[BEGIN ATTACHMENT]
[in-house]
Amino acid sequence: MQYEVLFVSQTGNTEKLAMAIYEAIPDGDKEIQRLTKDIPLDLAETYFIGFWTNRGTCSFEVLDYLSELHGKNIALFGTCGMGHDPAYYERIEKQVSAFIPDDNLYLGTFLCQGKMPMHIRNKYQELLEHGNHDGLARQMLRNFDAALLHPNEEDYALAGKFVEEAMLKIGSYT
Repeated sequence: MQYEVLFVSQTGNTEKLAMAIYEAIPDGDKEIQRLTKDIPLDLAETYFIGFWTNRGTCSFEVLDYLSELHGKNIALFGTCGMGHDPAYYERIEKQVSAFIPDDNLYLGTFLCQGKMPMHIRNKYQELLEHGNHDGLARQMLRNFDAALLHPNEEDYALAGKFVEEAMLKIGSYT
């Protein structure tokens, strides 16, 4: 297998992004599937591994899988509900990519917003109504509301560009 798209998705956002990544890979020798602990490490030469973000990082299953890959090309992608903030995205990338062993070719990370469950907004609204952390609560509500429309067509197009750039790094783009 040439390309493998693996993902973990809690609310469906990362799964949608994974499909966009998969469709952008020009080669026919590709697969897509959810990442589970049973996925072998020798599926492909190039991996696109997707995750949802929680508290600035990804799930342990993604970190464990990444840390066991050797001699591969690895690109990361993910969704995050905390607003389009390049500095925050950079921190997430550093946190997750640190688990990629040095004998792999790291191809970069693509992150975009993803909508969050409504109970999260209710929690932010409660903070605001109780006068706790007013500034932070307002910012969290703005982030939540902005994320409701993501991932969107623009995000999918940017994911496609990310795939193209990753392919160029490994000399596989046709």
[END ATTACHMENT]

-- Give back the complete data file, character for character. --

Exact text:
[in-house]
Amino acid sequence: MQYEVLFVSQTGNTEKLAMAIYEAIPDGDKEIQRLTKDIPLDLAETYFIGFWTNRGTCSFEVLDYLSELHGKNIALFGTCGMGHDPAYYERIEKQVSAFIPDDNLYLGTFLCQGKMPMHIRNKYQELLEHGNHDGLARQMLRNFDAALLHPNEEDYALAGKFVEEAMLKIGSYT
Repeated sequence: MQYEVLFVSQTGNTEKLAMAIYEAIPDGDKEIQRLTKDIPLDLAETYFIGFWTNRGTCSFEVLDYLSELHGKNIALFGTCGMGHDPAYYERIEKQVSAFIPDDNLYLGTFLCQGKMPMHIRNKYQELLEHGNHDGLARQMLRNFDAALLHPNEEDYALAGKFVEEAMLKIGSYT
């Protein structure tokens, strides 16, 4: 297998992004599937591994899988509900990519917003109504509301560009 798209998705956002990544890979020798602990490490030469973000990082299953890959090309992608903030995205990338062993070719990370469950907004609204952390609560509500429309067509197009750039790094783009 040439390309493998693996993902973990809690609310469906990362799964949608994974499909966009998969469709952008020009080669026919590709697969897509959810990442589970049973996925072998020798599926492909190039991996696109997707995750949802929680508290600035990804799930342990993604970190464990990444840390066991050797001699591969690895690109990361993910969704995050905390607003389009390049500095925050950079921190997430550093946190997750640190688990990629040095004998792999790291191809970069693509992150975009993803909508969050409504109970999260209710929690932010409660903070605001109780006068706790007013500034932070307002910012969290703005982030939540902005994320409701993501991932969107623009995000999918940017994911496609990310795939193209990753392919160029490994000399596989046709």